With the IP68 rating, your smartphone is potentially fully dustproof but cannot be completely waterproof. Manufacturers claim that devices can prevent liquid ingress from accidental spills in your daily activities but advise users to avoid swimming, taking a shower, or intentionally submerging their device underwater.
Therefore at best, an IP rating for your smartphone assures protection from a few splashes and accidental spills. Although the ratings say it can protect devices from being submerged up to depths of 2-3 meters for 30 minutes, it is best to avoid such activities, at least intentionally.
The introduction of AirPods disrupted the entire earphone industry, and almost all brands followed suit to develop truly wireless earphones. Many options are available today, but not all come with the same IP rating. Ideally, both the earbuds and the charging case have an IP rating.
|Airpods Pro||IPX4, Case not rated|
|Pixel Buds Pro||IPX4, Case rated at IPX2|
|OnePlus Buds Z2||IP55, Case rated at IPX4|
|Samsung Galaxy Buds Pro||IPX7, Case not rated|
Since running, sports, and other fitness-related activities are the primary use cases of wireless earphones, all of them seem to have a rating for water resistance. However, most brands do not seem to test the device for dust resistance and do not publicly disclose any information either. Hence you have an ‘X’ in place.
But, this does not mean they do not offer dust resistance. It is just that there is no means to quantify the resistance. However, devices like the OnePlus Buds Z are an exception.
With a water resistance rating of around 4 or 5, your earbuds and charging case are expected to handle sweat, water drops, and other liquid interactions while working out or playing sports. Similar to smartphones, it is not advisable to immerse the device underwater intentionally or swim with the earphones.
Further, devices like the Samsung Galaxy Buds Pro with a higher rating of 7 can provide better chances of survival against accidents involving water and liquids.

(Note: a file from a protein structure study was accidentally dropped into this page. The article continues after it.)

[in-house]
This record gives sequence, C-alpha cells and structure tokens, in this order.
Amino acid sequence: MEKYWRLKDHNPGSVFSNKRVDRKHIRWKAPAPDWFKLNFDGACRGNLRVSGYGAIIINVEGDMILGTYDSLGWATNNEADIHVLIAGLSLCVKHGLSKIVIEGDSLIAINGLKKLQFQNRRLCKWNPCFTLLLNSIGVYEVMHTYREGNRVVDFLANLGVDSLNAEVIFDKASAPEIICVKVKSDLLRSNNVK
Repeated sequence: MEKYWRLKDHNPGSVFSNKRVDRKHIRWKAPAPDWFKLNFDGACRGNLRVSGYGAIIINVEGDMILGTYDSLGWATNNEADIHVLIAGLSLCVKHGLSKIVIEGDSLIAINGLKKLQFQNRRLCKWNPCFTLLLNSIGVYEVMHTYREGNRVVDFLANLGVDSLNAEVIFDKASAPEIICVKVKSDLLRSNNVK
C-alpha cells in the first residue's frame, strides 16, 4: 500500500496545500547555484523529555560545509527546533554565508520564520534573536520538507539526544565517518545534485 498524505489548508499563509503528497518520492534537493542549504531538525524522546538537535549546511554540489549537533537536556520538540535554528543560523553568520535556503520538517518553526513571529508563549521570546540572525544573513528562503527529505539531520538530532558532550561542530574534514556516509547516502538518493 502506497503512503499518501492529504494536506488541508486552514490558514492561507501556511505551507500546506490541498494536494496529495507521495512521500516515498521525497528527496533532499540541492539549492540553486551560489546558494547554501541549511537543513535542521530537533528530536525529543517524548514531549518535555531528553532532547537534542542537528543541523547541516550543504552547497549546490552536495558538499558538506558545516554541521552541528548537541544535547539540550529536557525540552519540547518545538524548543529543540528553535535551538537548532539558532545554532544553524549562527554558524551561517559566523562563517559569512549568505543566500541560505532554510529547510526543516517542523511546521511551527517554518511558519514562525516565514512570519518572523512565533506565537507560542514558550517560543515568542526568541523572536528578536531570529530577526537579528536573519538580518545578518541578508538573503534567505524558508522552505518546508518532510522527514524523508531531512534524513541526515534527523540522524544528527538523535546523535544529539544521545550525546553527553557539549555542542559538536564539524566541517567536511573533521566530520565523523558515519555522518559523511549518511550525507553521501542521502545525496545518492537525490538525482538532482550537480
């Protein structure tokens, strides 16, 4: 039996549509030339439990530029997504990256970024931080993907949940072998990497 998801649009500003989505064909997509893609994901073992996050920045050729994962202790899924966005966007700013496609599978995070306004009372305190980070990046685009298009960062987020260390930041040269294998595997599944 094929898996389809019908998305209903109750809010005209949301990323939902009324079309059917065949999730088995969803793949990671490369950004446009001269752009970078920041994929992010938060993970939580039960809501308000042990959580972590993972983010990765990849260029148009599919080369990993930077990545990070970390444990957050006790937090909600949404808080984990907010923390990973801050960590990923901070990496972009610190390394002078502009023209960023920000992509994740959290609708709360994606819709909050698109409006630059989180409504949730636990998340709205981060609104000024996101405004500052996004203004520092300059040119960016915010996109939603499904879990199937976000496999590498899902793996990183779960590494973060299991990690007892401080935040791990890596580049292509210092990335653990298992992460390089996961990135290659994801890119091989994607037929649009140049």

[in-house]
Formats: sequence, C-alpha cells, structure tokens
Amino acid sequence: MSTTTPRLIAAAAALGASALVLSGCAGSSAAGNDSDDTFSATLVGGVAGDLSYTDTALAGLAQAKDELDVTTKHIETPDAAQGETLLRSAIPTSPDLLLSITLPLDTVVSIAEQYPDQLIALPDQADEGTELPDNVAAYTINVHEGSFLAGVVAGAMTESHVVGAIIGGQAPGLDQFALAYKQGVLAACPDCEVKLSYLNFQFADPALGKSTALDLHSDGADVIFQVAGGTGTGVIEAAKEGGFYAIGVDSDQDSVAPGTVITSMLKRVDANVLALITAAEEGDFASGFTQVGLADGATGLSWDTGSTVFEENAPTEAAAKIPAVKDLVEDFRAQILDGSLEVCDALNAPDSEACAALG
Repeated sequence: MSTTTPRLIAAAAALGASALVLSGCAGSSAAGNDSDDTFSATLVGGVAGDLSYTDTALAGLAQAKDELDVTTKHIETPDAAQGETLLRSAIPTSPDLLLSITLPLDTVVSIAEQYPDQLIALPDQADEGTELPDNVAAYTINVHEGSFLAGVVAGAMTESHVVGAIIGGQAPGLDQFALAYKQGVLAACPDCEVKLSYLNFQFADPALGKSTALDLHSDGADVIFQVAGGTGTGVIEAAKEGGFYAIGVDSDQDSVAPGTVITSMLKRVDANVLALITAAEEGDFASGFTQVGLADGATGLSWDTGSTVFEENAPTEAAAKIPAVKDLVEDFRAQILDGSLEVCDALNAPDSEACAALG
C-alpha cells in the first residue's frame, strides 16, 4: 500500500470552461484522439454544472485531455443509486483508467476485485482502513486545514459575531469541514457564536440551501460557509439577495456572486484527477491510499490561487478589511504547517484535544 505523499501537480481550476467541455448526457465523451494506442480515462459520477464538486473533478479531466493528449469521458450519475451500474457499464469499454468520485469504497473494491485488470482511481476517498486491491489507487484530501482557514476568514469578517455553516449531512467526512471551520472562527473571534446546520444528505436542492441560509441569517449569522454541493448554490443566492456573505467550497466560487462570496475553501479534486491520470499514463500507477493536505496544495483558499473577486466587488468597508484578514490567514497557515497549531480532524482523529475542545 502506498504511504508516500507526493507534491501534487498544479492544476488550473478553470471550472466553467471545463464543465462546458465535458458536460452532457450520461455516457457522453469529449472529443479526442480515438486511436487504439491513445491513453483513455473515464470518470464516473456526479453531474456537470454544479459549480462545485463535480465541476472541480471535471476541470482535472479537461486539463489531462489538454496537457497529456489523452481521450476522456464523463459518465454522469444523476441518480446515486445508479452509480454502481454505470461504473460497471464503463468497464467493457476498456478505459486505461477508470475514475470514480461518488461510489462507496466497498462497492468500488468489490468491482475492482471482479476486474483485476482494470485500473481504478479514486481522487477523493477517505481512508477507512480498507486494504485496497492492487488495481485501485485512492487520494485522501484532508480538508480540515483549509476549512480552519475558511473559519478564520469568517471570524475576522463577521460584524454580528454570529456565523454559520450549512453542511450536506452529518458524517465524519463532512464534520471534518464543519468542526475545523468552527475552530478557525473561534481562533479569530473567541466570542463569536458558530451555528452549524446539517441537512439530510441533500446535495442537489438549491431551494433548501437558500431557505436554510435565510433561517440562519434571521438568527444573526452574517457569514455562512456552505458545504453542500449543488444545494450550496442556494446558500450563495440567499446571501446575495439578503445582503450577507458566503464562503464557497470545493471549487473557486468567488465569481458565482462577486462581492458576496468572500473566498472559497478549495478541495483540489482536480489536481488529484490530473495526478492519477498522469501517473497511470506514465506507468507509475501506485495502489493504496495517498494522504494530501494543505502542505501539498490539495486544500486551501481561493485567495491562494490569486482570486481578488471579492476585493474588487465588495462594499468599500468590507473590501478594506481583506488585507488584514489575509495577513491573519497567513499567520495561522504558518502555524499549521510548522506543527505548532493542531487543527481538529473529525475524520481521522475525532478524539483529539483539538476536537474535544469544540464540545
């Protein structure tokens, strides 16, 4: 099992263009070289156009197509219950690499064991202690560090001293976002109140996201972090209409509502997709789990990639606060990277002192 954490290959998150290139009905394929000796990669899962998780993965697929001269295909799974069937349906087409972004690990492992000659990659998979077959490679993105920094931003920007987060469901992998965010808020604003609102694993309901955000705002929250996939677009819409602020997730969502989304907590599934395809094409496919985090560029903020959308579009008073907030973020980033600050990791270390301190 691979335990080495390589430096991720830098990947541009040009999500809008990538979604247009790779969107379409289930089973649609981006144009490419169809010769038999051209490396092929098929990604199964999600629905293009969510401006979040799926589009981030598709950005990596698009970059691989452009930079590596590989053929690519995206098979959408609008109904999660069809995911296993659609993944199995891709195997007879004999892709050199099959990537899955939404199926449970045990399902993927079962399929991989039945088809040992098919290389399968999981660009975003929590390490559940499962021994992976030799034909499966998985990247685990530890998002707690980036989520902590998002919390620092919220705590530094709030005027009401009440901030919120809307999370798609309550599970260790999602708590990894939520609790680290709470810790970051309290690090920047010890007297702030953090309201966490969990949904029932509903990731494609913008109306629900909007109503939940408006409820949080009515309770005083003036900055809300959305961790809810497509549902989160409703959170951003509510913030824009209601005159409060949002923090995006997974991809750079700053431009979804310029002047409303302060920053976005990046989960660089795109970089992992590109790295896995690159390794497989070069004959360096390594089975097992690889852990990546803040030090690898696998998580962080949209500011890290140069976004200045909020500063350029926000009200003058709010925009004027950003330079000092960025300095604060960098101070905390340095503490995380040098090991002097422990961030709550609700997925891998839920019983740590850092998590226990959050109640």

Smartwatches tend to include water resistance ratings from a different standard, as mentioned earlier in this article. Most high-end smartwatches stick to an IP dust protection level of 6 and use the ISO 22810 standard to ensure higher water resistance of 50ATM. This means you can submerge these watches up to 50 meters for a good period.
|Apple Watch Series 7||IP6X with 50ATM water resistance|
|Samsung Galaxy Watch 5||IP68, plus 50ATM water resistance|
|Mi Band 5||IP68|
|Fitbit Versa||50ATM water resistance|
Hence, these watches can be used for activities like swimming or in showers. Although, high-velocity activities like skiing, or activities below 50 meters like scuba diving are not recommended. And yes, you have a full dust resistance since most come with the highest rating of 6.
On the other hand, budget fitness bands seldom come with a 50ATM ISO rating. Hence, you cannot use them in activities like swimming. If they come with an IP rating, they offer basic protection.
We hope this section provided you with a realistic perspective on IP ratings. You now have a clear idea as to what kind of protection you get with different types of devices and their ratings.
All You Need to Know About IP Ratings
This was our ultimate guide for IP ratings. The intent of this is to help you understand beyond what spec sheets and advertising materials tell you about dust and water resistance. And given how we carry our devices everywhere, IP ratings can be a decisive factor when purchasing a smart device. We hope this guide helps you make the right choice.
Last updated on 23 August, 2022